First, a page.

WASHINGTON

Former CIA director: Strike against Iran more likely

A former CIA director says military action against Iran now seems more likely because no matter what the U.S. does diplomatically, Tehran keeps pushing ahead with its suspected nuclear program.

Michael Hayden, a CIA chief under President George W. Bush, says that during his tenure a strike was “way down the list” of options. But he tells CNN’s “State of the Union” that such action now “seems inexorable.”

He predicts Iran will build its program to the point where it’s just below having an actual weapon. Hayden says that would be as destabilizing to the region as the real thing. U.S. officials have said military action remains an option if sanctions fail to deter Iran.

MONTICELLO, Iowa

Flooding causes millions of dollars in damages

Flooding from the Maquoketa River after the Lake Delhi dam failed has damaged dozens of homes and businesses, causing millions of dollars in damage in Monticello, officials said Sunday.

The Lake Delhi dam in eastern Iowa failed Saturday as rising floodwater from the Maquoketa River ate a 30-foot-wide hole in it. Areas below the dam, including in Hopkinton and Monticello were evacuated.

“It is simply unbelievable. This is unprecedented. We’ve had floods before and we’ve always been able to contain the situation and minimize the damage, but with Mother Nature’s fury there was no way to do anything about it,” said Mike Willey, president of the board of directors at the Lake Delhi Recreation Association.

The river crested upstream of the dam at Manchester early Saturday afternoon at 24.53 feet — more than 10 feet above flood stage and well above its 2004 record of 21.66 feet — before it began to slowly recede.

About 50 homes and 20 businesses had major flood damage and the city’s sewer plant had been flooded and shut down about 7 p.m. Saturday, said Monticello Public Works Director Dana Edwards.

SOUTH KOREA

U.S., South Korea use show of force to send message

Fighter jets buzzed the skies and submarines cruised underwater Sunday as a flotilla of U.S. and South Korean warships led by a nuclear-powered U.S. supercarrier began exercises that have enraged North Korea.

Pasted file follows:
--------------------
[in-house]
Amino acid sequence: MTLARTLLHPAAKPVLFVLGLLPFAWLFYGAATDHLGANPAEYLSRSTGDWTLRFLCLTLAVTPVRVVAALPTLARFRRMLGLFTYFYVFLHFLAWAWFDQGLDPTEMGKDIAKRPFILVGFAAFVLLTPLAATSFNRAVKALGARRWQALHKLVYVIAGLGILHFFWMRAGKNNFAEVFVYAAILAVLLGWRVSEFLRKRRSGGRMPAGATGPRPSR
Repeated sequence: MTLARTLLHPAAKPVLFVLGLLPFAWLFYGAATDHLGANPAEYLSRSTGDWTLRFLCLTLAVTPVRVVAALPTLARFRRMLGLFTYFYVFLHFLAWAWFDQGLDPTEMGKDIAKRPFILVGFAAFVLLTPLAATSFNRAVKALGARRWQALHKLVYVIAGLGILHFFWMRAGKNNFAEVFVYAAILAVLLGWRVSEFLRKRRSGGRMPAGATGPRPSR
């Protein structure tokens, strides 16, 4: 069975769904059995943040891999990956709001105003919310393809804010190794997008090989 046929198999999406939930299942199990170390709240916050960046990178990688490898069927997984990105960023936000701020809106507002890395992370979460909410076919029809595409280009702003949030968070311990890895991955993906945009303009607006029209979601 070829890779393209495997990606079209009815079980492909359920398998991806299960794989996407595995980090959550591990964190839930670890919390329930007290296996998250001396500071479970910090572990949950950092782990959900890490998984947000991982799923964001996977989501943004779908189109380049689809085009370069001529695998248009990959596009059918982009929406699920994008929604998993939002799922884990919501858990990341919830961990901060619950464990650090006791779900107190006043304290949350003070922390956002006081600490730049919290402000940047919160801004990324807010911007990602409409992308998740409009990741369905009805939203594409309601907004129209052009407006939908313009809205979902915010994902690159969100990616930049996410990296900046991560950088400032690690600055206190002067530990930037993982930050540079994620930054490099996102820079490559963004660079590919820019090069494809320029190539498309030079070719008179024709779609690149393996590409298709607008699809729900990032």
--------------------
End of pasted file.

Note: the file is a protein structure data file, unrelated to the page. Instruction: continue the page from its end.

U.S. officials denied North Korea’s claims the maneuvers off Korea’s east coast were a provocation, but said they were meant to send a strong message over the sinking of a South Korean warship in March that left 46 sailors dead.

The drills, set to run through Wednesday, involve about 8,000 U.S. and South Korean troops, 20 ships and submarines and 200 aircraft. The USS George Washington, with several thousand sailors and dozens of fighter jets aboard, was deployed from Japan.

CARACAS, Venezuela

Chavez says he will stop oil to U.S. if Colombia attacks

President Hugo Chavez threatened Sunday to cut off oil sales to the United States if Venezuela is attacked by its U.S.-allied neighbor Colombia in a dispute over allegations Venezuela gives haven to Colombian rebels.

Chavez made his warning in an outdoor speech to thousands of supporters, saying: “If there is any armed aggression against Venezuela from Colombian territory or anywhere else supported by the Yankee empire, we would suspend shipments of oil to the United States!”

“We wouldn’t send another drop of oil to its refineries, not a single drop more!” Chavez shouted, adding that the United States is “the big one to blame for all the tension in this part of the world.”

DUISBURG, Germany

Police blame organizers for stampede at festival

Throngs of techno fans followed the floats, the dancers and the throbbing music to the festival venue: an old freight railway station that local media estimated could handle 300,000 people.

German media reported that as many as 1.4 million people showed up to the Love Parade, where a mass panic Saturday left 19 people crushed to death and 342 injured. Police blamed organizers and officials in Duisburg, an industrial city that gave the world’s largest techno music festival a home after it was driven from Berlin because of noise and overcrowding.

Witnesses, however, blamed police and private security staff, saying the panic broke out after they closed the end of a tunnel — the only entrance to the festival grounds — when the venue became too full. Police denied that and said they actually opened a second exit to disperse the masses before the accident happened.

It remained unclear Sunday what exactly triggered the panic, but it appeared that several people trying to escape the pushing crowds climbed up a steep metal stairway on a ramp in front of the tunnel and fell into the crowd. Amateur video footage showed thousands of festivalgoers crammed wall to wall, with some trying desperately to climb out. Police said nobody was killed inside the tunnel itself.

WELLINGTON, N.Z.

Boy in stable condition after falling 16 stories

A 15-year-old New Zealand boy has survived a 16-story plunge from the balcony of his family’s apartment onto a concrete floor.

New Zealand media reported today that the boy was playing on a balcony before he fell, dropping through the roof of a parking garage onto the concrete.

He was in stable condition at Auckland’s Middlemore Hospital with a broken wrist, a broken rib, gashed leg and internal injuries, the New Zealand Herald reported.

The newspaper said the garage roof — made of sheet iron and filled with insulation — may have broken his fall.

“God must have been with him. He’s got an angel looking after him, that’s for sure,” housekeeper Kaa Wehi, who was working in the building at the time, told the newspaper.